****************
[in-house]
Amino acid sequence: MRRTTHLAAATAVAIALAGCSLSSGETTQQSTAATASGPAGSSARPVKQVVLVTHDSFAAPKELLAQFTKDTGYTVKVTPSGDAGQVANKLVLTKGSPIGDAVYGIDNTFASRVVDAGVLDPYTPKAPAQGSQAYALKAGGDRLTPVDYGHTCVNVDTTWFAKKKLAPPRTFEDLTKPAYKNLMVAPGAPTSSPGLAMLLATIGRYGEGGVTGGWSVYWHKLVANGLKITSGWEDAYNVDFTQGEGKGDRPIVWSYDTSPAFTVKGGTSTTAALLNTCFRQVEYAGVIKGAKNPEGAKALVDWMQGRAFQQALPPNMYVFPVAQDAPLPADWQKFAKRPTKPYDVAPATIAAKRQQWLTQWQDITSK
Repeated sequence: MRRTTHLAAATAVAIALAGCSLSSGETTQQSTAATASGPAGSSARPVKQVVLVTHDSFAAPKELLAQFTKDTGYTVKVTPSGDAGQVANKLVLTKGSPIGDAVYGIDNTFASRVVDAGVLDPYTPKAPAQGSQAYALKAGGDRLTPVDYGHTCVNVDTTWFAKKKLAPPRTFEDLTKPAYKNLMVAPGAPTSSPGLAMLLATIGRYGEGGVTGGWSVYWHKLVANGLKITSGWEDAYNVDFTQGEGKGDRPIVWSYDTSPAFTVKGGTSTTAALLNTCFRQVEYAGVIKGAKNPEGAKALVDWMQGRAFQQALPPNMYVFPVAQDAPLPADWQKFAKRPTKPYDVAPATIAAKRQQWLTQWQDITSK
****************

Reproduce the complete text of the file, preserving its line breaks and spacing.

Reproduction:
[in-house]
Amino acid sequence: MRRTTHLAAATAVAIALAGCSLSSGETTQQSTAATASGPAGSSARPVKQVVLVTHDSFAAPKELLAQFTKDTGYTVKVTPSGDAGQVANKLVLTKGSPIGDAVYGIDNTFASRVVDAGVLDPYTPKAPAQGSQAYALKAGGDRLTPVDYGHTCVNVDTTWFAKKKLAPPRTFEDLTKPAYKNLMVAPGAPTSSPGLAMLLATIGRYGEGGVTGGWSVYWHKLVANGLKITSGWEDAYNVDFTQGEGKGDRPIVWSYDTSPAFTVKGGTSTTAALLNTCFRQVEYAGVIKGAKNPEGAKALVDWMQGRAFQQALPPNMYVFPVAQDAPLPADWQKFAKRPTKPYDVAPATIAAKRQQWLTQWQDITSK
Repeated sequence: MRRTTHLAAATAVAIALAGCSLSSGETTQQSTAATASGPAGSSARPVKQVVLVTHDSFAAPKELLAQFTKDTGYTVKVTPSGDAGQVANKLVLTKGSPIGDAVYGIDNTFASRVVDAGVLDPYTPKAPAQGSQAYALKAGGDRLTPVDYGHTCVNVDTTWFAKKKLAPPRTFEDLTKPAYKNLMVAPGAPTSSPGLAMLLATIGRYGEGGVTGGWSVYWHKLVANGLKITSGWEDAYNVDFTQGEGKGDRPIVWSYDTSPAFTVKGGTSTTAALLNTCFRQVEYAGVIKGAKNPEGAKALVDWMQGRAFQQALPPNMYVFPVAQDAPLPADWQKFAKRPTKPYDVAPATIAAKRQQWLTQWQDITSK